Venice Construction

The material is copyrighted © 1998 by Jeffrey Stanton.

Revised April 6, 1998

Once Abbot Kinney dissolved his partnership in the Ocean Park Improvement Company and acquired title to the undeveloped marshy southern part of the property in January 1904, it was time for Kinney to plan his new Venice of America beach resort. He was aware that the best examples of seaside resorts were on the East Coast. He also knew that the "City Beautiful Movement," that advocated planned communities with generous public spaces, was centered in the Boston area. He hired Frank Durham as his building superintendent and sent him east to visit various seaside resorts in New York and New Jersey.

Durham made a side trip to Brookline, Massachusetts, a Boston suburb, that held both the offices of the American Society of Landscape Architects and Frederick Law Olmstead's firm, run by his two sons. Durham's express purpose was to hire someone to design Venice's town plan. While Olmstead's office did not design Venice, one of his apprentices did.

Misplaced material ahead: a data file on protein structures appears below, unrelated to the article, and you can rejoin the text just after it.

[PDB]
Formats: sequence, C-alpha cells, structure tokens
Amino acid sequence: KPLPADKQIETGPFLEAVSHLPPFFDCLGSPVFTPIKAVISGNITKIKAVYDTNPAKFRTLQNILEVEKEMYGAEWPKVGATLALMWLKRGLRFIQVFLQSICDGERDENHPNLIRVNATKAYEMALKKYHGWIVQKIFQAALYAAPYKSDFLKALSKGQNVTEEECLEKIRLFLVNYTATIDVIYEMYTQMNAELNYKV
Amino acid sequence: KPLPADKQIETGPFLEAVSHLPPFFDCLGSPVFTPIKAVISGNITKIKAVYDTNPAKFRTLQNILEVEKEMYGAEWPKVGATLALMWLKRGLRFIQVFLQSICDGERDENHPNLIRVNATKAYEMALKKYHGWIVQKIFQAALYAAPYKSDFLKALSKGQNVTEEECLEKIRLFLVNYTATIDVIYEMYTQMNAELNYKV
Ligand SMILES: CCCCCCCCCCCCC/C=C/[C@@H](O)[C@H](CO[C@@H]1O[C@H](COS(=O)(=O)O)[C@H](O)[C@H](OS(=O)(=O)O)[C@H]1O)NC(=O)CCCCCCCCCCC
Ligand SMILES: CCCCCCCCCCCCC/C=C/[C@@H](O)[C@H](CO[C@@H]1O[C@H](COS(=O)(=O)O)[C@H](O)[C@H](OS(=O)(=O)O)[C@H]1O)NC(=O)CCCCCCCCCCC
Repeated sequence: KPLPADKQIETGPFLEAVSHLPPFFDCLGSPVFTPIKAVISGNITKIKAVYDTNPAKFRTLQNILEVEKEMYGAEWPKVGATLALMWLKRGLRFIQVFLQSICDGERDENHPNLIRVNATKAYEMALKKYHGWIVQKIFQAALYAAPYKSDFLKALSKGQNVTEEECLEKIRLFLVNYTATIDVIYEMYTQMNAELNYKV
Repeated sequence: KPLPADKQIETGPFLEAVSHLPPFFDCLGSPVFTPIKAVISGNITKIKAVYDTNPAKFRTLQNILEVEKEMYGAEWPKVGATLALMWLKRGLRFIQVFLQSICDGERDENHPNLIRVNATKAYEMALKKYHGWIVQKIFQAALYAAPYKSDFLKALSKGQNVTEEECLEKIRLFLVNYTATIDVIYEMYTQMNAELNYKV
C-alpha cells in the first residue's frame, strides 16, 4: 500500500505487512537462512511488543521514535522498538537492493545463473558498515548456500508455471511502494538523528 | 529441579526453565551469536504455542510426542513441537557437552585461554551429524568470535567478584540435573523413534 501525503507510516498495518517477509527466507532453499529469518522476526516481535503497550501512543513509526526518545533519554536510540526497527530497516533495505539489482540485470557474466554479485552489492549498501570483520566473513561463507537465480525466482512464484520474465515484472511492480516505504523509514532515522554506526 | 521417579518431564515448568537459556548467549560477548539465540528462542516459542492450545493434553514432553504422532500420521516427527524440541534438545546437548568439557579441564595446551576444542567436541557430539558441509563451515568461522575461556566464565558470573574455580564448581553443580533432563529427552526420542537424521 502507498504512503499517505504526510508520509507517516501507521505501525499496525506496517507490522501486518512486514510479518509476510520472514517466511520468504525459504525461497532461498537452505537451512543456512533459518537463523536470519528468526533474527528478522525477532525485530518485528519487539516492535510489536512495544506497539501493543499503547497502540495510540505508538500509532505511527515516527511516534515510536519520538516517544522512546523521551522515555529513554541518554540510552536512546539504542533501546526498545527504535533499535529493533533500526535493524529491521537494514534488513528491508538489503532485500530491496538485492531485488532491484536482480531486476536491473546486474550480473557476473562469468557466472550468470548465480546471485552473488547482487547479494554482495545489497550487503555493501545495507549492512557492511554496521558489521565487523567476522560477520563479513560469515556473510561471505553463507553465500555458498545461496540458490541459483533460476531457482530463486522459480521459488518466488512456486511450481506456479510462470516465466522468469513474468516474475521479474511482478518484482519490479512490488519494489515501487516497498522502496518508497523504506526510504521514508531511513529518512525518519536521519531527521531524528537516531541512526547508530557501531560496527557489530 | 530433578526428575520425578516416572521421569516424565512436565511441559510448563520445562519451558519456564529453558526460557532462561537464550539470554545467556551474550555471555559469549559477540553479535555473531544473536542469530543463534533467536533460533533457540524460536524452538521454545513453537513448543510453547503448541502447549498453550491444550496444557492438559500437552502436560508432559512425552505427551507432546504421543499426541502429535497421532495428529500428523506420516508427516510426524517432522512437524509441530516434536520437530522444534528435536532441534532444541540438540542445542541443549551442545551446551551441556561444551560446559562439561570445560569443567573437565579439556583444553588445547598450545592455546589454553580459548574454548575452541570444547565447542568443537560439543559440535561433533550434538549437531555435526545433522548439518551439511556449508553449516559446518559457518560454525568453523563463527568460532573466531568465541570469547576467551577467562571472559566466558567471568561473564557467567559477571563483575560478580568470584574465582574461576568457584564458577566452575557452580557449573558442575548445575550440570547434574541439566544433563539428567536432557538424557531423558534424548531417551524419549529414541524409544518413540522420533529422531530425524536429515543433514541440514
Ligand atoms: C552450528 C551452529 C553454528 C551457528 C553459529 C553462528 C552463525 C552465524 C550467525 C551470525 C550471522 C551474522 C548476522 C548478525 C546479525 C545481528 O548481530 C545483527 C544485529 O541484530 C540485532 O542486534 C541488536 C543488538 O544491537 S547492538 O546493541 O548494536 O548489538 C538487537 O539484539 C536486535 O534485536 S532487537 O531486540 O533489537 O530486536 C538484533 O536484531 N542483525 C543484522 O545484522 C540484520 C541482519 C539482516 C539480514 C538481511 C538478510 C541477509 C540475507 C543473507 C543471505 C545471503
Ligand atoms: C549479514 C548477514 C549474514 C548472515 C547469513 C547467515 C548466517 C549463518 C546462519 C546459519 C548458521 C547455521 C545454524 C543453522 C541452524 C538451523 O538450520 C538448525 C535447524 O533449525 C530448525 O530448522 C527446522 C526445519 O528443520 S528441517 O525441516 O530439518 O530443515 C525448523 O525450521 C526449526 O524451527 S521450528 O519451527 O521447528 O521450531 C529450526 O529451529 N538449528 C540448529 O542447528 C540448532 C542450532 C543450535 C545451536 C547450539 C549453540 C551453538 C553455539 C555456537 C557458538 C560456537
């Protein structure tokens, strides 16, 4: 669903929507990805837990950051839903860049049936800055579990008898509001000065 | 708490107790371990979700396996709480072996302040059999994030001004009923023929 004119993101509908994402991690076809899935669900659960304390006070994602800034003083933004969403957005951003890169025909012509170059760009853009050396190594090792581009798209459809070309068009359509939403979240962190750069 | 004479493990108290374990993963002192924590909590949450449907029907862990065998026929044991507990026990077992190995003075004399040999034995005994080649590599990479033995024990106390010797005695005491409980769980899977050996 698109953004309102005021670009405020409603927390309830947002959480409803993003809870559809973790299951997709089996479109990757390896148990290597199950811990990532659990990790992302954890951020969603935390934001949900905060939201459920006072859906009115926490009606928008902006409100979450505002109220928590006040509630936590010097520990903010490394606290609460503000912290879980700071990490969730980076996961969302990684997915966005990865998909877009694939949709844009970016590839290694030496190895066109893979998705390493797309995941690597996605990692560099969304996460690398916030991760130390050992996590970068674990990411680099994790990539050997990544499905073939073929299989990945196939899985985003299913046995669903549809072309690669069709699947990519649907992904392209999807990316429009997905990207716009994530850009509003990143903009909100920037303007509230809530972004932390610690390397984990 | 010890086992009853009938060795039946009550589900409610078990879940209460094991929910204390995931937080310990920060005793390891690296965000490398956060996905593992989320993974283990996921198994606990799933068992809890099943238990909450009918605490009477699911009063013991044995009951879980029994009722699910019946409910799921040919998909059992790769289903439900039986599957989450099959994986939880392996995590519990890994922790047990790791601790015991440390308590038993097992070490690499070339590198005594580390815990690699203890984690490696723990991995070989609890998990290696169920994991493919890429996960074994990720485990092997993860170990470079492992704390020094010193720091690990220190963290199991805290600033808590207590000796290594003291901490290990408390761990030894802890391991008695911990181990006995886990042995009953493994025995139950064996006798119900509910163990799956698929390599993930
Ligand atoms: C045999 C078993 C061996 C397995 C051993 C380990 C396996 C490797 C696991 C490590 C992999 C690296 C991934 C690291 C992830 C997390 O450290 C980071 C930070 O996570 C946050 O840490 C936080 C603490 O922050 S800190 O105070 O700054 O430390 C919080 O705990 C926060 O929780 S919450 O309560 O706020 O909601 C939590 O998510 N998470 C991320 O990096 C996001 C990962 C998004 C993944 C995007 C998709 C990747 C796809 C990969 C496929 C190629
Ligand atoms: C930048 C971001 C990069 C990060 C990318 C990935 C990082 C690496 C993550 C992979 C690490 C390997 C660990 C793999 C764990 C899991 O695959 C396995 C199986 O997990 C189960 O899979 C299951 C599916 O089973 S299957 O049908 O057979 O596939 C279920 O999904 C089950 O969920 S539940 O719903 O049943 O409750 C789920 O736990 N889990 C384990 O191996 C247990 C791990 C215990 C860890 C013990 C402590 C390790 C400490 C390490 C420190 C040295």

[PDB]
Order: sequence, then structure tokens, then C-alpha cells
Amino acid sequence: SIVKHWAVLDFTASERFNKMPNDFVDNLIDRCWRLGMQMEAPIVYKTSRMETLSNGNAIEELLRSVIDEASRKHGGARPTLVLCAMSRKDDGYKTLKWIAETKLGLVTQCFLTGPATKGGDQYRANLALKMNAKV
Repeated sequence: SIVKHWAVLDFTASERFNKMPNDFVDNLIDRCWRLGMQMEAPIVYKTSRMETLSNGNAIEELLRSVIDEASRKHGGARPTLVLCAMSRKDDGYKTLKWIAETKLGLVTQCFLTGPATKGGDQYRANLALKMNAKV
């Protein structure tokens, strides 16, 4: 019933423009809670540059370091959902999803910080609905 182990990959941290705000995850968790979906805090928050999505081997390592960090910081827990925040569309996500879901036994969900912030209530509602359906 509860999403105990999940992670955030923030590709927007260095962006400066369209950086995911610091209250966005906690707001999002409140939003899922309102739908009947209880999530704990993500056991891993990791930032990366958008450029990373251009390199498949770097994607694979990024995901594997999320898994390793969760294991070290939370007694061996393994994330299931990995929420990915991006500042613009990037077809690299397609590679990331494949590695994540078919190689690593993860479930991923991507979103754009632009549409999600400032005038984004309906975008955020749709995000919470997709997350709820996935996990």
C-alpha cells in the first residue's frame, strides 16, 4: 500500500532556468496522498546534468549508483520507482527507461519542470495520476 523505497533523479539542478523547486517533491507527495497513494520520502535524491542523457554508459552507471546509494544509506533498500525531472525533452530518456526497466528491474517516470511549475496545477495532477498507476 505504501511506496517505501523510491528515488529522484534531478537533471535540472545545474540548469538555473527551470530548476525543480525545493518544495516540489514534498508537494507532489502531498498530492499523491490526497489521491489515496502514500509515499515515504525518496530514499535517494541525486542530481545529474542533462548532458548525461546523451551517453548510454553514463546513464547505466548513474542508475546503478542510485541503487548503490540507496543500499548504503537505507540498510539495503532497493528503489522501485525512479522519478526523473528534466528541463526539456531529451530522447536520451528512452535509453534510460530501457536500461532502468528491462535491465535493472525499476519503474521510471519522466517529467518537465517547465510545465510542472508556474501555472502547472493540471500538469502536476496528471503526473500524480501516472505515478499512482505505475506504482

It is obvious that the Venice plan owed much to the Chicago World's Columbian Exposition that had been built in 1893 on marshy land on the shore of Lake Michigan. Although Venice's plan was much more modest in scale, it was a planned community that separated the housing areas from its commercial and entertainment areas.

Within a week of Durham's return with a preliminary plan, the Los Angeles Times' June 21st edition proclaimed that "Venice is said to be a sure go this time." Kinney had signed contracts for excavating a canal network and for building a pier.

Artist drawing of Kinney's new Venice of America seaside resort.

The canal contract, awarded to a Long Beach contractor, called for the excavation of a 70 foot wide, four foot deep, half mile long main canal. It would be the first of a series of main and lateral canals totaling more than two miles. Work on removing 100,000 cubic yards of sand and soil began about July 1st.

The other contract was for a 900 foot long, 30 foot wide pier to be located at the foot of Windward Avenue. In addition, Wadsworth won the contract for a 70 foot wide Ship Hotel also to be located on the pier. They ordered 600 piles from Northern California to arrive in time for a September start.